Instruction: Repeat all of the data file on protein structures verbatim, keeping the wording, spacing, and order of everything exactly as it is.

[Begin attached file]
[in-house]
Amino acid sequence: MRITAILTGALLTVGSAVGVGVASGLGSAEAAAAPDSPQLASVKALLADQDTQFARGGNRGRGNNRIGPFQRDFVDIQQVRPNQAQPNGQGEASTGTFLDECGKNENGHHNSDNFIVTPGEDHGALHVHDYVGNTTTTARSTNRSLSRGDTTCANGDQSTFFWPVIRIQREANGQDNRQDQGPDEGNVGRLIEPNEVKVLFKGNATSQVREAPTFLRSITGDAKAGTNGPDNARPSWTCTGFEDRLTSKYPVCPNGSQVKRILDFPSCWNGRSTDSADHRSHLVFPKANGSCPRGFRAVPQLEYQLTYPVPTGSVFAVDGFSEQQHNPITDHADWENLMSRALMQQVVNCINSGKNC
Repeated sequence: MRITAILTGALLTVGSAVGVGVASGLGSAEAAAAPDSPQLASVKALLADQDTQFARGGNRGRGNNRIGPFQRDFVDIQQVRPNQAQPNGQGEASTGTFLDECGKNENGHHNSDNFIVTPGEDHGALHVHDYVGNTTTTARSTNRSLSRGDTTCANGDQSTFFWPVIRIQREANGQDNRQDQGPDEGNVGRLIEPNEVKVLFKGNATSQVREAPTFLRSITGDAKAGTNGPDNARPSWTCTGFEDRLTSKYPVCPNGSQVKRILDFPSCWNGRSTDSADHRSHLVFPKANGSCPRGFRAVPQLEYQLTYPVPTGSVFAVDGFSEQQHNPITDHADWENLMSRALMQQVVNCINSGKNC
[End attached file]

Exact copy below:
[in-house]
Amino acid sequence: MRITAILTGALLTVGSAVGVGVASGLGSAEAAAAPDSPQLASVKALLADQDTQFARGGNRGRGNNRIGPFQRDFVDIQQVRPNQAQPNGQGEASTGTFLDECGKNENGHHNSDNFIVTPGEDHGALHVHDYVGNTTTTARSTNRSLSRGDTTCANGDQSTFFWPVIRIQREANGQDNRQDQGPDEGNVGRLIEPNEVKVLFKGNATSQVREAPTFLRSITGDAKAGTNGPDNARPSWTCTGFEDRLTSKYPVCPNGSQVKRILDFPSCWNGRSTDSADHRSHLVFPKANGSCPRGFRAVPQLEYQLTYPVPTGSVFAVDGFSEQQHNPITDHADWENLMSRALMQQVVNCINSGKNC
Repeated sequence: MRITAILTGALLTVGSAVGVGVASGLGSAEAAAAPDSPQLASVKALLADQDTQFARGGNRGRGNNRIGPFQRDFVDIQQVRPNQAQPNGQGEASTGTFLDECGKNENGHHNSDNFIVTPGEDHGALHVHDYVGNTTTTARSTNRSLSRGDTTCANGDQSTFFWPVIRIQREANGQDNRQDQGPDEGNVGRLIEPNEVKVLFKGNATSQVREAPTFLRSITGDAKAGTNGPDNARPSWTCTGFEDRLTSKYPVCPNGSQVKRILDFPSCWNGRSTDSADHRSHLVFPKANGSCPRGFRAVPQLEYQLTYPVPTGSVFAVDGFSEQQHNPITDHADWENLMSRALMQQVVNCINSGKNC